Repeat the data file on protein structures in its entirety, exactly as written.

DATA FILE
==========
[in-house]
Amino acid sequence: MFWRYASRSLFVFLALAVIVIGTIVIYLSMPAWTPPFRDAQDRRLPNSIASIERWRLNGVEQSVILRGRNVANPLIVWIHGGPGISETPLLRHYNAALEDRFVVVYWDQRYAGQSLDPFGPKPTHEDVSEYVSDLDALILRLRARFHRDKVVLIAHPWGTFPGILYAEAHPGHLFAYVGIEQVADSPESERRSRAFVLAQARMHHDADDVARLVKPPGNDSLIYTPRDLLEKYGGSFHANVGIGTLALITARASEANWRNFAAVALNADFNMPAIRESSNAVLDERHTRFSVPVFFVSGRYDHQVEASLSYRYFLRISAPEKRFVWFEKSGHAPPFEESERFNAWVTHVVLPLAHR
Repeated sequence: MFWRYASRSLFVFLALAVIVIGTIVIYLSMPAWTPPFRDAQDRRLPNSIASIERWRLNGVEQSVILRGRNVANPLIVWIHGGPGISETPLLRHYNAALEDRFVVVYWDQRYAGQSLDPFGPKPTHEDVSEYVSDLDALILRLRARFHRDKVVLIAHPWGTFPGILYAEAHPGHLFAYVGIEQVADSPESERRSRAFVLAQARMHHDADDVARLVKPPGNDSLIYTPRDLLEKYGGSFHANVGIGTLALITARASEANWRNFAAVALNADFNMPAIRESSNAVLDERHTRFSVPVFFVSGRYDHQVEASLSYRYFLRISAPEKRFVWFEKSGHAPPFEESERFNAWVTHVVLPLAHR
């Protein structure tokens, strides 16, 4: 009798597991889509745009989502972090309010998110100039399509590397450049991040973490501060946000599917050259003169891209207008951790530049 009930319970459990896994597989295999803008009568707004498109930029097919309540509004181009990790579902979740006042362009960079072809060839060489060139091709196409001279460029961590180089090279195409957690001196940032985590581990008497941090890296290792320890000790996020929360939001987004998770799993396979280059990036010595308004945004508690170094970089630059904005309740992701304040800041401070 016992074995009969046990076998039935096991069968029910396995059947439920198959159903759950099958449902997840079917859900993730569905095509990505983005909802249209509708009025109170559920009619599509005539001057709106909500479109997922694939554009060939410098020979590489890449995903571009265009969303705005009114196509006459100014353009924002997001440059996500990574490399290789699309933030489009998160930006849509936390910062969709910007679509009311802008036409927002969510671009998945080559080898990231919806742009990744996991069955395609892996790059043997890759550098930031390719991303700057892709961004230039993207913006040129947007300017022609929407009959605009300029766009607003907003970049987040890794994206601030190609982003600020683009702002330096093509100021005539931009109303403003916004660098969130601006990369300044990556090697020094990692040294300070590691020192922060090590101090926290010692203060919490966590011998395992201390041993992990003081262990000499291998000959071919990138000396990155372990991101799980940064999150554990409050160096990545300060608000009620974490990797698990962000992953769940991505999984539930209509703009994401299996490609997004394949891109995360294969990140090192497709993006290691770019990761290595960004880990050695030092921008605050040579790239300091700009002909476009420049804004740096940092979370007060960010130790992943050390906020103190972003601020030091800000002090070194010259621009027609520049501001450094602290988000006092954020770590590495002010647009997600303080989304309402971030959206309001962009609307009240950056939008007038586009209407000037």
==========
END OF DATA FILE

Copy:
[in-house]
Amino acid sequence: MFWRYASRSLFVFLALAVIVIGTIVIYLSMPAWTPPFRDAQDRRLPNSIASIERWRLNGVEQSVILRGRNVANPLIVWIHGGPGISETPLLRHYNAALEDRFVVVYWDQRYAGQSLDPFGPKPTHEDVSEYVSDLDALILRLRARFHRDKVVLIAHPWGTFPGILYAEAHPGHLFAYVGIEQVADSPESERRSRAFVLAQARMHHDADDVARLVKPPGNDSLIYTPRDLLEKYGGSFHANVGIGTLALITARASEANWRNFAAVALNADFNMPAIRESSNAVLDERHTRFSVPVFFVSGRYDHQVEASLSYRYFLRISAPEKRFVWFEKSGHAPPFEESERFNAWVTHVVLPLAHR
Repeated sequence: MFWRYASRSLFVFLALAVIVIGTIVIYLSMPAWTPPFRDAQDRRLPNSIASIERWRLNGVEQSVILRGRNVANPLIVWIHGGPGISETPLLRHYNAALEDRFVVVYWDQRYAGQSLDPFGPKPTHEDVSEYVSDLDALILRLRARFHRDKVVLIAHPWGTFPGILYAEAHPGHLFAYVGIEQVADSPESERRSRAFVLAQARMHHDADDVARLVKPPGNDSLIYTPRDLLEKYGGSFHANVGIGTLALITARASEANWRNFAAVALNADFNMPAIRESSNAVLDERHTRFSVPVFFVSGRYDHQVEASLSYRYFLRISAPEKRFVWFEKSGHAPPFEESERFNAWVTHVVLPLAHR
């Protein structure tokens, strides 16, 4: 009798597991889509745009989502972090309010998110100039399509590397450049991040973490501060946000599917050259003169891209207008951790530049 009930319970459990896994597989295999803008009568707004498109930029097919309540509004181009990790579902979740006042362009960079072809060839060489060139091709196409001279460029961590180089090279195409957690001196940032985590581990008497941090890296290792320890000790996020929360939001987004998770799993396979280059990036010595308004945004508690170094970089630059904005309740992701304040800041401070 016992074995009969046990076998039935096991069968029910396995059947439920198959159903759950099958449902997840079917859900993730569905095509990505983005909802249209509708009025109170559920009619599509005539001057709106909500479109997922694939554009060939410098020979590489890449995903571009265009969303705005009114196509006459100014353009924002997001440059996500990574490399290789699309933030489009998160930006849509936390910062969709910007679509009311802008036409927002969510671009998945080559080898990231919806742009990744996991069955395609892996790059043997890759550098930031390719991303700057892709961004230039993207913006040129947007300017022609929407009959605009300029766009607003907003970049987040890794994206601030190609982003600020683009702002330096093509100021005539931009109303403003916004660098969130601006990369300044990556090697020094990692040294300070590691020192922060090590101090926290010692203060919490966590011998395992201390041993992990003081262990000499291998000959071919990138000396990155372990991101799980940064999150554990409050160096990545300060608000009620974490990797698990962000992953769940991505999984539930209509703009994401299996490609997004394949891109995360294969990140090192497709993006290691770019990761290595960004880990050695030092921008605050040579790239300091700009002909476009420049804004740096940092979370007060960010130790992943050390906020103190972003601020030091800000002090070194010259621009027609520049501001450094602290988000006092954020770590590495002010647009997600303080989304309402971030959206309001962009609307009240950056939008007038586009209407000037």